Video: Click here to see me compare Tacoma TRD Off-Road vs TRD Sport

Jeff Teague is a Toyota news reporter at Torque News. You can reach Jeff on Facebook and Instagram. Twitter at @toyotajeff1 and tweet him tips for new stories. Jeff also shares Toyota news videos on his Youtube Channel at Toyotajeff.

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Charlie (not verified)    May 14, 2019 - 7:22AM

Hi everyone. So I hav had my TRD off-road Tacoma for a good year and I simply cannot adjust to the brakes. Has anyone tried changing the pads and rotors to see if this helps with the brakes? I’m referring to the brake pedal being almost all or nothing. No matter how soft I press it, a majority of the time I can never get it to smoothly stop without feeling like I’m slamming the brakes. Any thoughts?

Marty (not verified)    November 17, 2020 - 3:04AM

In reply to by Charlie (not verified)

I rented a TRD OR last year. I had the exact same experience. I about launched my wife through the windshield on every stop. The only way to keep it from abruptly stopping was to let up on the brake pressure as the vehicle slowed. It was the weirdest set up I have ever seen on a vehicle and I’ve been driving Toyotas for 35 years.

rick (not verified)    January 3, 2021 - 9:44AM

In reply to by Charlie (not verified)

i had this same issue when i got my first 2014 tacoma.
i drive a WRX and can go from break to gas fast and hard. So that said the Tacoma i had to learn to back the seat up and plan easy breaking. I also up graded to Hawk pads and Bramo rotors. Also Bilstein struts and shocks with BF Goodrich KO2 Tires. now all that said the truck feels more planted on the ground and my stopping distance is shortened without the jolt you get when you hit the brakes hard.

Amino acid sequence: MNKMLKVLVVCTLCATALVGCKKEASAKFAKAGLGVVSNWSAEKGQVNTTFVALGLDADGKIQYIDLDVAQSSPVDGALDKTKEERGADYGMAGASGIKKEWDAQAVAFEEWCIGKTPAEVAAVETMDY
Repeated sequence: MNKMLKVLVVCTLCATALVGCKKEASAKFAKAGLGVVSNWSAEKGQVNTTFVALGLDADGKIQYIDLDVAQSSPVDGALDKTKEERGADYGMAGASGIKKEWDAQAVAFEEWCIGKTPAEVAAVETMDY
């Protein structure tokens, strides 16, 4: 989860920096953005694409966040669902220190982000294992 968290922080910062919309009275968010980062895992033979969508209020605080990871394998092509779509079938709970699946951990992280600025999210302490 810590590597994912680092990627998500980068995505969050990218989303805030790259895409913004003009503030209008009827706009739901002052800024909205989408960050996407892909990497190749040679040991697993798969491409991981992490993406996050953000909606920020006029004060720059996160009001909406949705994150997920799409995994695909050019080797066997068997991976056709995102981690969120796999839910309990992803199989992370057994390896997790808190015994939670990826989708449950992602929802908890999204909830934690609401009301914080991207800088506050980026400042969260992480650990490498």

Hopefully this helps anybody out there.
just understand that when you buy a truck from a dealer they don’t put the best parts on it for obvious reasons of cost and to make majority of the public happy.

Ryan (not verified)    May 14, 2019 - 7:24AM

I am going to trade in my 2WD 2018 TRD Off-Road for either a 2020 TRD Off-Road 4x4 or a TRD Pro when they are available. I know Toyota has yet to release any details regarding the new model, but I’d like to start looking at the pros and cons between a loaded TRD OR vs TRD Pro. Based on the current models, is there anything to gain from the TRD Pro over the loaded Off-Road? Aside from the grill, hood scoop, and factory suspension of course.

Joe Harvey (not verified)    May 22, 2019 - 7:15PM

I know that you are not able to compare every variation of Tacoma but any thoughts on the TRD Pro vs the TRD Off Road?

Pat (not verified)    July 1, 2019 - 2:25AM

I'd like to know what Toyota is thinking. Sport and Off Road are basically the same price. Locking rear diff and other goodies you can kind of see what you're paying for with Off Road. Where is that $$$ going on Sport? Do the TRD stickers cost $3k more on Sport? Off Road would be a no brainer except that you can't get a manual in the access cab in Off Road, you can only get a manual in the double cab. Clearly they do the 5' bed so they can use the same frame but the 5' bed is next to worthless (granted, the 6' bed is marginal for "truck" use"). They've got a couple more years to get their s&^% together before I buy a new truck. I'm actually bummed I might never buy another Toyota, I've loved mine, even with a couple lemons. On the other hand they still don't really have any competition and they're selling them off the shelves - never mind, that just makes me angry, that they appear to believe it doesn't matter what they do, people will buy it so why do they care what their customers want. F them.

Phil (not verified)    August 20, 2019 - 7:36PM

So I am considering trading my 2017 TRD Sport 4-door short bed manual transmission up to a 2019 TRD Sport 4-door short bed manual transmission. Test drove an automatic and the stick today, and I would regret not getting the manual transmission if I went automatic. The main differences I noticed were a few upgrades to the interior (the one I test-drove had leather seats, my 2017 has cloth), and a few added safety features. Is it worth adding a year to my current payoff date for a few upgrades and a better interest rate? Oh, and did I mention I am considering the Cement color? Thanks for any advice.